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Amos as a Representative Prophet

  I have been discussing the book of Amos, possibly the oldest of the “classical” prophets of the Hebrew Bible, parts of which were probably written in the 8th century, making it, arguably, the oldest book of the Bible.   I have wanted to discuss Amos a bit because his views became the more or less standard perspective of the prophets, and many centuries later it was out of such views that Jewish apocalypticism emerged, the view held by many Jews in the days of Jesus, including, I have argued, Jesus himself.  And so, in one sense, to understand apocalypticism, you have to know where it came from. Here is the final section on Amos in my textbook The Bible:  A Historical and Literary Introduction.   Especially important for what I want to say about apocalypticism is the overview I provide at the end. ****************************************************************** The Judean Redaction of Amos It is impossible, at the end of the day, to know whether Amos himself wrote down these prophecies that bear his name, or if they were penned [...]

2020-04-03T03:56:44-04:00January 12th, 2016|Hebrew Bible/Old Testament, Public Forum|

The Prophet Amos

In my previous post I started to give some of the background to the rise of Jewish apocalypticism by talking about the views of the classical Hebrew prophets, focusing, by way of illustration, on arguably the earliest, Amos.   Here I continue that discussion:   ************************************************************* The Message of Amos The book of Amos begins by addressing nations outside of Israel, indicating that because of their multiple sins, God would enter into judgment with them (chs. 1-2).  This is an important beginning: it shows that God is not simply the God of Judah and Israel, he is the God of all nations, and holds all people accountable for their actions.  And it shows that national suffering comes not only when one nation mistreats another, but also when God intervenes and rains his judgment down upon them.  And so Amos starts by attacking the capital of Syria, Damascus: Thus says the LORD:  For three transgressions of Damascus, and for four, I will not revoke the punishment; because they have threshed Gilead with threshing sledges of iron.  So [...]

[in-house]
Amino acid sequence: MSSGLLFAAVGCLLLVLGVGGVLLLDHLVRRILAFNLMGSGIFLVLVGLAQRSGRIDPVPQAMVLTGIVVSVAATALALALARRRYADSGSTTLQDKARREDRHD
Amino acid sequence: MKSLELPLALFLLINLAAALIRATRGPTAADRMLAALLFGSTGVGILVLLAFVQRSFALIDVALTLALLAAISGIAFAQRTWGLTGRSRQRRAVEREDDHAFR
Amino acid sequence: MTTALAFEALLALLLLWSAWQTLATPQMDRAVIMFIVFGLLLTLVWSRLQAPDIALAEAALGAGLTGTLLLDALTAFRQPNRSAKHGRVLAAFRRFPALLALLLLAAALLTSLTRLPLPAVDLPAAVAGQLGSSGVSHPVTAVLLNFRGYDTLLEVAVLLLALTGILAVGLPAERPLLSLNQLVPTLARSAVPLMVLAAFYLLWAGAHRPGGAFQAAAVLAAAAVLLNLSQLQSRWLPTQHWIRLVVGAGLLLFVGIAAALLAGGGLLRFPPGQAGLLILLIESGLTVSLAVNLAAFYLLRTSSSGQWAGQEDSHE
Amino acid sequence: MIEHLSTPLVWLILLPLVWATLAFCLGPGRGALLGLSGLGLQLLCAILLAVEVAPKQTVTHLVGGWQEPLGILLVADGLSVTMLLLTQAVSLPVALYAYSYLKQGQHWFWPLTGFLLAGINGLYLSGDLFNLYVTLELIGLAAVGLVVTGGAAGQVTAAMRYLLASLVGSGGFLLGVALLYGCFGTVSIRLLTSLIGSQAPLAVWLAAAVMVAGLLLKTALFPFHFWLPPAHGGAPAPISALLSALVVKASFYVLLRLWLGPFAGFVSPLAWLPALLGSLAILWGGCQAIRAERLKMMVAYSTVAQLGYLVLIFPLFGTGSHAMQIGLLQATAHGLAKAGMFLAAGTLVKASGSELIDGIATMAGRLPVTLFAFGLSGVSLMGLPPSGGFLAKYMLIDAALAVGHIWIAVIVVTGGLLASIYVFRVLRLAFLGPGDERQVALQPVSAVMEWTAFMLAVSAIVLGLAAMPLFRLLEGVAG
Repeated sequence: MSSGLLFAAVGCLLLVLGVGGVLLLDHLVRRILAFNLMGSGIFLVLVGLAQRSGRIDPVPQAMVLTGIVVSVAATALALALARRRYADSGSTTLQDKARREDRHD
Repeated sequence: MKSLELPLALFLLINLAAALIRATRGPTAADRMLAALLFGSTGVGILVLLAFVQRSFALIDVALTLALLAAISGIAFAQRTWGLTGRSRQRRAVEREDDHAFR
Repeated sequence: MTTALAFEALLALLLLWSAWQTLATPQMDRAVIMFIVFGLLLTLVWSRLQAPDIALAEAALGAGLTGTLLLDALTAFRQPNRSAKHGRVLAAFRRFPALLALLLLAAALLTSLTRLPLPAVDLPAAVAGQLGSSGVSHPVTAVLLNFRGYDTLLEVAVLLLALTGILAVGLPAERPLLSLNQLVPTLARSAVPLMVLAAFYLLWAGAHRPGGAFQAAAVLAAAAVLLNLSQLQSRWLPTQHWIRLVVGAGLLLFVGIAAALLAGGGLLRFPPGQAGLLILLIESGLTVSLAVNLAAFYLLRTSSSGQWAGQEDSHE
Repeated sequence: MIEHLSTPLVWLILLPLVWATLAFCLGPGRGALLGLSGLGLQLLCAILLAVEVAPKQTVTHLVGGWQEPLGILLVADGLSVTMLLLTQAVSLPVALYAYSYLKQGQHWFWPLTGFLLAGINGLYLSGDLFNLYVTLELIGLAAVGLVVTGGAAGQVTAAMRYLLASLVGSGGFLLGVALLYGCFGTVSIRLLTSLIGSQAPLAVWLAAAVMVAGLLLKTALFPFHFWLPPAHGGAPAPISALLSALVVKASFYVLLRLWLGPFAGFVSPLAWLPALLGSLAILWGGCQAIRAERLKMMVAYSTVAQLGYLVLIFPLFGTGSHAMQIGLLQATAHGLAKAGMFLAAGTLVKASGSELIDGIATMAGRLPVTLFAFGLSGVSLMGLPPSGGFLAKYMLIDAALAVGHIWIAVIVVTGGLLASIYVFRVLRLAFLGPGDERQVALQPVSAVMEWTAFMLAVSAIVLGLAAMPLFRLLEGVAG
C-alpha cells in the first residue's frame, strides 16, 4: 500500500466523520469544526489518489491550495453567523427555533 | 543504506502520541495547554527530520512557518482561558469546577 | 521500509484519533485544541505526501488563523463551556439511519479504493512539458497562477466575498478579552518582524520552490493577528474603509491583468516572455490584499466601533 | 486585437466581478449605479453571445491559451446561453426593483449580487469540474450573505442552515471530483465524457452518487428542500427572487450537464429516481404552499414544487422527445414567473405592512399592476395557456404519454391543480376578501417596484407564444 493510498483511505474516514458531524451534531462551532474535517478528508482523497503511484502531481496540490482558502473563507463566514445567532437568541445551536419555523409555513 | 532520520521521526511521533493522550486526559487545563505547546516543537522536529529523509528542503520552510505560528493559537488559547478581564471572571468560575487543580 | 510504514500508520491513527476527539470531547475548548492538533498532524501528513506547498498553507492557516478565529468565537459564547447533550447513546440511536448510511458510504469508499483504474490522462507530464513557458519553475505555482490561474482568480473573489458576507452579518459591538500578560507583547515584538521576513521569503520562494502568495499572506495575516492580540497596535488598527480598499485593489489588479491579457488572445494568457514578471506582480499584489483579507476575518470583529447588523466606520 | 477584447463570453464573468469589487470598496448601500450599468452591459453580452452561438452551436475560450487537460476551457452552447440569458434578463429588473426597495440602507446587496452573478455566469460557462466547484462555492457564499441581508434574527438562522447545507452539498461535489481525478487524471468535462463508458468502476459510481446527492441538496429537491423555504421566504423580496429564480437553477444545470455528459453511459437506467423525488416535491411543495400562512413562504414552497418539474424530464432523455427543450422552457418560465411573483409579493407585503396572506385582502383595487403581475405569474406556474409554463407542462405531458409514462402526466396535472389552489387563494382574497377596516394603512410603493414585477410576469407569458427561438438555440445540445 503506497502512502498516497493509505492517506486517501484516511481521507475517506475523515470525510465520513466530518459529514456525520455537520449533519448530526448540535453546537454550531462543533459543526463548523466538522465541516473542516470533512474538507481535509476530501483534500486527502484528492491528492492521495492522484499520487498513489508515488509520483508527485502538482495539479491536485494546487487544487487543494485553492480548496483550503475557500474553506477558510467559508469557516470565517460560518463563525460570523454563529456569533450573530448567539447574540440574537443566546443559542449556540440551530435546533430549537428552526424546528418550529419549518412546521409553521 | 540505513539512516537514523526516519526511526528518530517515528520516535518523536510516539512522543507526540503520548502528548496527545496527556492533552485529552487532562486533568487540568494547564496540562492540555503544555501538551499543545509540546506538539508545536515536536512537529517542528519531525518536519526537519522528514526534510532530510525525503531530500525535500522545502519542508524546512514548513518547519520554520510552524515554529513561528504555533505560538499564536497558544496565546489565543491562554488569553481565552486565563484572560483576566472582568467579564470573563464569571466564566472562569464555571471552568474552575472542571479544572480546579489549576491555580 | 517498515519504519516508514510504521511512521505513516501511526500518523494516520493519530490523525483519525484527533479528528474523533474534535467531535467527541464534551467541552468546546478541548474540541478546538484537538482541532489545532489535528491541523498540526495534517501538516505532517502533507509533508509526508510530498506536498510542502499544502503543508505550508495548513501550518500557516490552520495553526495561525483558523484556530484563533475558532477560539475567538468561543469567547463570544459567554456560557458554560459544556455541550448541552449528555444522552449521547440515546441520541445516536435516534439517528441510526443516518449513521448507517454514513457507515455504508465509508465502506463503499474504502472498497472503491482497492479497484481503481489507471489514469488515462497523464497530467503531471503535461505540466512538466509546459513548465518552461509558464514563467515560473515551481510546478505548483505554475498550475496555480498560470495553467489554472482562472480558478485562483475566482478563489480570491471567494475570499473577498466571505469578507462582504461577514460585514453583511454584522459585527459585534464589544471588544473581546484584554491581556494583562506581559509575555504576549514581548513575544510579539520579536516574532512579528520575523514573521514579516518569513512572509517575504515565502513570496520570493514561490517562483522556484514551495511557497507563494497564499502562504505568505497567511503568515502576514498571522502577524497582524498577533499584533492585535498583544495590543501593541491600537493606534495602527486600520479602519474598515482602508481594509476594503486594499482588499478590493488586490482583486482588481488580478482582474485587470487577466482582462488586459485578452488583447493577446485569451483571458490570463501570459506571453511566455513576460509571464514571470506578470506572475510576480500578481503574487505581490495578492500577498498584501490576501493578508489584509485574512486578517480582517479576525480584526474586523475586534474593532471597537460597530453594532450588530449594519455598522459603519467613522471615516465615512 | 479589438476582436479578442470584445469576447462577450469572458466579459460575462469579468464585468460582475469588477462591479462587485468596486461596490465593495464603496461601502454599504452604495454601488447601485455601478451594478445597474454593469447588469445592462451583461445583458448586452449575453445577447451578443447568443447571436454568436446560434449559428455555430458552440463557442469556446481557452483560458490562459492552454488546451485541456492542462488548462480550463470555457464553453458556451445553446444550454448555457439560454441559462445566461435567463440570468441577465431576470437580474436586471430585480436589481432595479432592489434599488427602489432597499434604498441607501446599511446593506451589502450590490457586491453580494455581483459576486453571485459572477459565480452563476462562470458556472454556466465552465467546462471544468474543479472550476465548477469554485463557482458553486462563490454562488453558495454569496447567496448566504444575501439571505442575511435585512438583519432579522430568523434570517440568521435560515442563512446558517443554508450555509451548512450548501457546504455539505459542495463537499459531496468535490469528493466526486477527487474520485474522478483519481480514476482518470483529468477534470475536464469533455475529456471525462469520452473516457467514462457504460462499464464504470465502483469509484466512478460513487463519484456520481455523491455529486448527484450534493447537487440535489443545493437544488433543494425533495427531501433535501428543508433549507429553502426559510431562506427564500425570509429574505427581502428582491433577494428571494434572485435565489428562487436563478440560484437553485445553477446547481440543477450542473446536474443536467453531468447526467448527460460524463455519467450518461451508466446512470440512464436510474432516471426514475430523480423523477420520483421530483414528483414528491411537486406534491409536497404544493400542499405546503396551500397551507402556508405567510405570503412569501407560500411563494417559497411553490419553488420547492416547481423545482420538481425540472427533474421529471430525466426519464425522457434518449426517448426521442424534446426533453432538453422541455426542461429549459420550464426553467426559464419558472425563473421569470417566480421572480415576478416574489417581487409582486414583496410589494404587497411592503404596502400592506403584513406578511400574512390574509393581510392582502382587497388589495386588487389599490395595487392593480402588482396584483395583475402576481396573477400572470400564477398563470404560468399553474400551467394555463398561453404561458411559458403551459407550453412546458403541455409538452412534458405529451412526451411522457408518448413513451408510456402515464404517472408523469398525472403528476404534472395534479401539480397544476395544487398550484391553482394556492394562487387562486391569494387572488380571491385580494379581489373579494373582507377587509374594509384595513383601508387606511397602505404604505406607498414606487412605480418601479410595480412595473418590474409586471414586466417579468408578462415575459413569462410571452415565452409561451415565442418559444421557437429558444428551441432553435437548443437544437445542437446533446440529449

2017-11-16T21:33:25-05:00January 11th, 2016|Hebrew Bible/Old Testament, Public Forum|

The Prophetic Background of Jewish Apocalyptic Thought

Several members of the blog have asked me to go into greater detail to explain where Jewish apocalypticism came from.  I’m happy to do so: it’s an important topic for understanding Jesus, Paul, and other early Christians. As is true for all religious and political ideologies, the historical background to the rise of apocalyptic thinking is complicated.  To make sense of it, I have to say something about a very different perspective which provided the matrix out of which apocalyptic thought was eventually born and grew: the perspective of the “classical prophets” of the Israelite tradition.  I will spend a couple of posts explaining what the prophets of the Hebrew Bible had to say, focusing on arguably the earliest, Amos (who in many key ways is typical) before explaining how these views came to be transformed and radically altered centuries later into the apocalyptic views held by so many Jews in the days of Jesus. In these posts I will simply reproduce material on the prophets as found in my recent textbook, The Bible: A [...]

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